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In a previous post, I talked about Azure Databricks and what it is. In review, Azure Databricks is a managed platform for running Apache Spark jobs. As it’s managed, that means you don’t have to worry about managing the cluster or running performance maintenance to use Spark, like you would if you were going to deploy a full HDInsight Spark cluster.
Databricks provides a simple to operate user interface for data scientist and analysts when building models, as well as a powerful API that allows for some automation. You also can run role-based access control with Active Directory for better user integration at a more granular scale. You don’t have to tear down an HDInsight cluster to use Spark jobs as you can pause (or start) your resources on demand and scale up/out as needed.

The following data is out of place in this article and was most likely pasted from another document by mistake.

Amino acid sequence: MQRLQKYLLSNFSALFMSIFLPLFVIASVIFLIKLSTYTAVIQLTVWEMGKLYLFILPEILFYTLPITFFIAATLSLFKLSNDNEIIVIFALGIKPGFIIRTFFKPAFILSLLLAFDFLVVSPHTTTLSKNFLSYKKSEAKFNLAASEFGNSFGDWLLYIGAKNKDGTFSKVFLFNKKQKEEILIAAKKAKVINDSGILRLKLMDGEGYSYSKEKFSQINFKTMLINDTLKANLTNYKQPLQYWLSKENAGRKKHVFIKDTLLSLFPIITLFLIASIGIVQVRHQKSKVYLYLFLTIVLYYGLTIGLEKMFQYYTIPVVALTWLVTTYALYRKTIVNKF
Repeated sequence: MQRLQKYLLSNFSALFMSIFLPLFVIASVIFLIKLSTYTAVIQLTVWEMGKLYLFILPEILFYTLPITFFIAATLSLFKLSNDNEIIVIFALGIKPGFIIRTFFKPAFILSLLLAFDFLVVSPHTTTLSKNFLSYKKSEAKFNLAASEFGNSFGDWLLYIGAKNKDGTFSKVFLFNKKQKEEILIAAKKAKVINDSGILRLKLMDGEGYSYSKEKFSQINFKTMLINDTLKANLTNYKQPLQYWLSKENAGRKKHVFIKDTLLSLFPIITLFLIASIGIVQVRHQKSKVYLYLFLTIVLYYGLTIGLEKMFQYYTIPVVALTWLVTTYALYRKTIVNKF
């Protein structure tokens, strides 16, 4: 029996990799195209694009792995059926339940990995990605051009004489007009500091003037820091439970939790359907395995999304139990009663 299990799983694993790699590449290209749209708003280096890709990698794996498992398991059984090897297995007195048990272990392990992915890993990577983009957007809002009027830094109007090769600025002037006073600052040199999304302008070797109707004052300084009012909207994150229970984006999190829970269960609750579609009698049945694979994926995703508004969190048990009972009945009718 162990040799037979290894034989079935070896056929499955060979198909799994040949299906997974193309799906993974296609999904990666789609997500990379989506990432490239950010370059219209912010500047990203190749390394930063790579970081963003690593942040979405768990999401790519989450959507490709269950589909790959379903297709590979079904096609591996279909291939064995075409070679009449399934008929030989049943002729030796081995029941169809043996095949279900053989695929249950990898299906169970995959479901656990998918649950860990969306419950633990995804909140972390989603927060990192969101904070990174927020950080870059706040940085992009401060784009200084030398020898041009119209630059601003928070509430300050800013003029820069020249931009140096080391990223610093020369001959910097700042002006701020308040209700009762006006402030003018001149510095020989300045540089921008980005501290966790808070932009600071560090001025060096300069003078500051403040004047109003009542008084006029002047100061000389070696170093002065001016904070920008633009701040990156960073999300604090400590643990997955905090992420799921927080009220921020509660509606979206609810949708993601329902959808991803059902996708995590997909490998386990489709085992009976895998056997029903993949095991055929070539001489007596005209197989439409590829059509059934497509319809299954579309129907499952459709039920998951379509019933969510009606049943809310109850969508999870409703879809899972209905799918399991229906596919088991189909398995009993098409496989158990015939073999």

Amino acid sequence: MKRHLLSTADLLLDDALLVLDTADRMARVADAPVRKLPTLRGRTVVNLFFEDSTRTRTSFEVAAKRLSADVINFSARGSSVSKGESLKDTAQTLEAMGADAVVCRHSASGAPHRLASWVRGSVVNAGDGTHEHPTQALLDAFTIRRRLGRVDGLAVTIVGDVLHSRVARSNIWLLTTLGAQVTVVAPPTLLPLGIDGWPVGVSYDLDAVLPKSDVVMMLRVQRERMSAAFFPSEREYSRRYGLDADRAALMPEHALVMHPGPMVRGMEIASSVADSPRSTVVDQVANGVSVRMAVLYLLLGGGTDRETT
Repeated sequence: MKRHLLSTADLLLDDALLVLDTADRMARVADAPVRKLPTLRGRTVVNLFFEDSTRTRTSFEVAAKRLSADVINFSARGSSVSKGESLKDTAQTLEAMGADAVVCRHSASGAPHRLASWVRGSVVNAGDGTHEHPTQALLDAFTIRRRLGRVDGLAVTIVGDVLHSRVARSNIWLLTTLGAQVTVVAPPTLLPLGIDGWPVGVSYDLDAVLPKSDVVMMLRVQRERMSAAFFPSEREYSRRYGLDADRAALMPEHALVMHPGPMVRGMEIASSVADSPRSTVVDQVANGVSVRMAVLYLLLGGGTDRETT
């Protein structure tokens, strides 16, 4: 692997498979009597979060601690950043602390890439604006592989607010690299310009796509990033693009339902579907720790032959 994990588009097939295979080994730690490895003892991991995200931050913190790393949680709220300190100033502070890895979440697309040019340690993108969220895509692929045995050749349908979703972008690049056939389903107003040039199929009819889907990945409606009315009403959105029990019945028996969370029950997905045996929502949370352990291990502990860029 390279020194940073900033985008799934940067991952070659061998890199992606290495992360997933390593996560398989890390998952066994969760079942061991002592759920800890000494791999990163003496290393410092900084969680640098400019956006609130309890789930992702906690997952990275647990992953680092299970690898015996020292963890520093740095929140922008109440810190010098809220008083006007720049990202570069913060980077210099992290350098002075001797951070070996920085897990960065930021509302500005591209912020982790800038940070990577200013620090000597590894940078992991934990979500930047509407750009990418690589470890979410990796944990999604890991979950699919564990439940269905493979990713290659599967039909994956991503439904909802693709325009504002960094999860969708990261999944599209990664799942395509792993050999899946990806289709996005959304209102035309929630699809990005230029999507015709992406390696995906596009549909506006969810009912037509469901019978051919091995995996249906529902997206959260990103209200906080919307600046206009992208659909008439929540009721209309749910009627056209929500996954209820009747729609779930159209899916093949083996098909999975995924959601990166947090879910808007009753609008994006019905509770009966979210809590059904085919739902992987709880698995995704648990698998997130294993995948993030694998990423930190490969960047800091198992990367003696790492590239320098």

In this post, I’ll run through some key Databricks terms to give you an overview of the different points you’ll use when running Databricks jobs:
Keep an eye out for future Azure Every Day posts, where we’ll discuss more about inter-operability, as well as how Databricks is being used in the industry. If you’d like to learn more about Azure Databricks and how you can use it in your organization or if you’re interested in any Azure product or service, click the link below or contact us—we love Azure and we’re here to help.
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